Nirvana in Buddhism is understood as the end of suffering. There is not a clear definition of nirvana as it can be understood in many different ways but it is the highest spiritual achievement which dissolves pains, anger, greed, desire and all forms that create suffering. In Buddhism three major central schools emerged to teach the way of enlightenment, and those were Vajrayana, Mahayana, and Theravada but I will focus on the last two doctrines. Theravada doctrine emphasises on the understanding of nirvana can be reached when the person realises the true nature of reality and has an awakening of itself. These people are called arahants. This can be achieved through many lifetime spiritual persuasions of enlightenment where the person has broken off from the cycles of rebirth, and has became a Buddha, a bodhi which has the same meaning as nirvana, the enlighten. Mahayana doctrine on the other hand has developed another understanding of nirvana. They believe that Buddha is not just a human figure but a supreme being that we cannot even perceive of its greatness and helps us achieve nirvana. This means that we are still subject to delusion even though nirvana has been attained, instead bodhi has a higher rank in spiritual achievement and once bodhi has been attained, a person can become Buddha.
In Hinduism the concept of reincarnation refers to an eternal element that travels from one life to another. This element takes different forms and shapes of different living things among its eternal life. This is the soul, or the atman as it is called in Hinduism. In contrast, Buddhism has the concept of rebirth which is the continuation of the state of mind in a different human being but not its soul since its explanation is that a lot spiritual events had to happen to create the second life form and yet not a different person due to the causality relation. Thus we can see the difference clearly of Nirvana where there is the realization accomplishment of the discontinuance of individuality and Moksha is the fulfillment acquisition of the truth of the affinity of your soul, atman, and Brahman. In both cases, individuality is lost but in different understanding and interpretations.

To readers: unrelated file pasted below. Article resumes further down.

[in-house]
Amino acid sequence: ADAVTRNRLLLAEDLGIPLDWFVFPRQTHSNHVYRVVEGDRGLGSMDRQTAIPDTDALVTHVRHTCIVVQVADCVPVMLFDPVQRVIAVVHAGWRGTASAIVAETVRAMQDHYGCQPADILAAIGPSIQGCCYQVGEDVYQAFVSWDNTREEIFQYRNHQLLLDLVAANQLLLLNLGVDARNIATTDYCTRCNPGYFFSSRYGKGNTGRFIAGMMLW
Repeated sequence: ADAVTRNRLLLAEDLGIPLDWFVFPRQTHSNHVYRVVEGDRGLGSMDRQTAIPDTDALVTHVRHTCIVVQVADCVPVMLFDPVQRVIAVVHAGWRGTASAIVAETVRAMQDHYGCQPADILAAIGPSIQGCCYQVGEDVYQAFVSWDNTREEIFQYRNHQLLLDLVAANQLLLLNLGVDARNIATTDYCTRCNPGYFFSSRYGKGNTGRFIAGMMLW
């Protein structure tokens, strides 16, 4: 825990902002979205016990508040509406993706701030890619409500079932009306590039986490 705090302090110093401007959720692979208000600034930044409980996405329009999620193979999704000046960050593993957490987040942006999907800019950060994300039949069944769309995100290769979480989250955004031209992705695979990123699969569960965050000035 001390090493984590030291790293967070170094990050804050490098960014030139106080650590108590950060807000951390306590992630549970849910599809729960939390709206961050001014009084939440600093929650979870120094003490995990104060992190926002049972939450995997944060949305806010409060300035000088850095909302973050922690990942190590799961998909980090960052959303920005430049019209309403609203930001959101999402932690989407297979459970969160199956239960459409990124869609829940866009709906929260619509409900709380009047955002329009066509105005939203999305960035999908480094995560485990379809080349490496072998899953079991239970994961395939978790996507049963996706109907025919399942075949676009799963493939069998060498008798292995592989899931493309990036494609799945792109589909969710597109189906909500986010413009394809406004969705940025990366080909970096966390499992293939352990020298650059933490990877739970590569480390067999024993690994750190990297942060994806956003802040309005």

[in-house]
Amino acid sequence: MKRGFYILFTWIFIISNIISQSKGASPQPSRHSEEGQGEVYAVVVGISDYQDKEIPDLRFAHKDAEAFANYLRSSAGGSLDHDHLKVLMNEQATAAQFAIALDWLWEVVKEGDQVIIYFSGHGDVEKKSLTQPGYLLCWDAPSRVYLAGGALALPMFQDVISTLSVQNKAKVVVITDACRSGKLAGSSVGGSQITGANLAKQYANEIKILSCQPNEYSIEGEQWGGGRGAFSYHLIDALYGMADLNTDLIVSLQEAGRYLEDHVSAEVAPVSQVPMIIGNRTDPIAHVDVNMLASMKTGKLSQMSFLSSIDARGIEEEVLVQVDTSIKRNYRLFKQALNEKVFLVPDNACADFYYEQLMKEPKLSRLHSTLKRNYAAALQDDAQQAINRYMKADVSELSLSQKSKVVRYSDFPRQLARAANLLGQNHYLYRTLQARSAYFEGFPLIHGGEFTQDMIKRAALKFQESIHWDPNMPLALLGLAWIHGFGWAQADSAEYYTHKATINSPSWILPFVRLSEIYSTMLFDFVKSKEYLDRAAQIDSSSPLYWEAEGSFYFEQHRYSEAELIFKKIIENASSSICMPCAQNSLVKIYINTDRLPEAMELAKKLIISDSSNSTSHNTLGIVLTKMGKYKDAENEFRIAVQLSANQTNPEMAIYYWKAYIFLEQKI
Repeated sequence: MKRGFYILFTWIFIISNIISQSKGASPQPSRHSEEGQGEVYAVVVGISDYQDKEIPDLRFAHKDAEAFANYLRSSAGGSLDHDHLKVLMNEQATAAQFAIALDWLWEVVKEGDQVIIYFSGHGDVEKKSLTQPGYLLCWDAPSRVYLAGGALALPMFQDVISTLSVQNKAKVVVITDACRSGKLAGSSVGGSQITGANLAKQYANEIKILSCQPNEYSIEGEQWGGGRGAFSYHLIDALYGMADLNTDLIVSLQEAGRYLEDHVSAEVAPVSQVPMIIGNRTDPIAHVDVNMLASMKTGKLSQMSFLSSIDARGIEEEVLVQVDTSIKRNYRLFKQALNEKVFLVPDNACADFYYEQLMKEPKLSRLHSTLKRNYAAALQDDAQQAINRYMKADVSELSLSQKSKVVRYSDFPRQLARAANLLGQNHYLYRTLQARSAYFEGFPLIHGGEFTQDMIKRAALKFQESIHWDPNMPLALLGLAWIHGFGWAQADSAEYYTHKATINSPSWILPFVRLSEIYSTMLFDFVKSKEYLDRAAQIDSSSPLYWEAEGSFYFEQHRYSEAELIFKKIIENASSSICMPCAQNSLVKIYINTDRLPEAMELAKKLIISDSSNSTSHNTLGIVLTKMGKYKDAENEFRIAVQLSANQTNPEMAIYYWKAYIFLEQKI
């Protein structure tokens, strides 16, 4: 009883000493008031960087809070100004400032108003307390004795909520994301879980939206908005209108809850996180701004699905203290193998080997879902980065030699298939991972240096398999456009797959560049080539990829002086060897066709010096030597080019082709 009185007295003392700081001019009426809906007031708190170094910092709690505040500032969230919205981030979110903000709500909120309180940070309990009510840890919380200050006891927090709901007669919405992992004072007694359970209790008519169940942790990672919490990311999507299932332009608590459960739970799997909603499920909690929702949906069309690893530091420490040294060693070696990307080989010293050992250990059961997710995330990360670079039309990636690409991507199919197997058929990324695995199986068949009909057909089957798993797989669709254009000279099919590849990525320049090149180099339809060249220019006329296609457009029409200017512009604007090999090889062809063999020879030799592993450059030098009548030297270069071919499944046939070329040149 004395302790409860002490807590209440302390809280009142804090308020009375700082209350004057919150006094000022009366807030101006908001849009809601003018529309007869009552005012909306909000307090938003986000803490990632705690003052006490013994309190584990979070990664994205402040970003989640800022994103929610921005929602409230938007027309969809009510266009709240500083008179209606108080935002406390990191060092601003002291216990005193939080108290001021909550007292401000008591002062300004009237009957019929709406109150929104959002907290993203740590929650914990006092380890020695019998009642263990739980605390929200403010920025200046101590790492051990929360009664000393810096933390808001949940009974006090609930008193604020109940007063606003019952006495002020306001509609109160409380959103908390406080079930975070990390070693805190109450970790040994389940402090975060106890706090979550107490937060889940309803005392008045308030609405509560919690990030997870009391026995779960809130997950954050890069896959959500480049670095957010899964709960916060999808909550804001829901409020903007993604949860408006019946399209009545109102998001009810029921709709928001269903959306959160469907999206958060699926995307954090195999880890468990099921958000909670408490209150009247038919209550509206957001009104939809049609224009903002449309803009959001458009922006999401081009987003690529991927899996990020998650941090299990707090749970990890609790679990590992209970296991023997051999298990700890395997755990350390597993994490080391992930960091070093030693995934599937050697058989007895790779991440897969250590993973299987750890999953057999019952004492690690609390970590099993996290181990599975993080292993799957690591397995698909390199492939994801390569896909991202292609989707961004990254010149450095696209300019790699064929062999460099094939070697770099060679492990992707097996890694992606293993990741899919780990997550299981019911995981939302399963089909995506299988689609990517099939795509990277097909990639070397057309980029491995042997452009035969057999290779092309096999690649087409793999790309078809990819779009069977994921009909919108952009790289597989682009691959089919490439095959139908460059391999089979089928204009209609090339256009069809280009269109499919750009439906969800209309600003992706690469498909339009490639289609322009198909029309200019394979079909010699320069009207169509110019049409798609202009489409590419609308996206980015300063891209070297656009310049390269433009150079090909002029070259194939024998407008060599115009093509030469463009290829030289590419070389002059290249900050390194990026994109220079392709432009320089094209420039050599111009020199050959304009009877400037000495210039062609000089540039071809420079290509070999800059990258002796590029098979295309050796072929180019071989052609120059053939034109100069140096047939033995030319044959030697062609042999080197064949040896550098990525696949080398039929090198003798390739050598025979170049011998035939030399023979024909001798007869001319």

Both religions have a lot of terminology and even names of deities in common, but in every single case, the meaning is actually different – both believe in reincarnation/rebirth, but the interpretation is different; both believe in karma, but the interpretation is slightly different; both believe in samsara (the cycle of rebirth and suffering) and liberation from samsara (moksha/nirvana), but the interpretation is widely different, about liberation; both have yoga, tantra, dharma, mantra, and so on, but often mean different things with the words; the significance of gods or deities is grossly different – in Hinduism several of them are important objects of veneration, even seen as emanations of the supreme God (Brahman), whereas they are never objects of veneration or prayer in Buddhism, only seen as deluded sentient beings who will finally die and be reborn in a new body like you and me. They strive for an inner peace, and finally to reach heaven through either moksha or nirvana.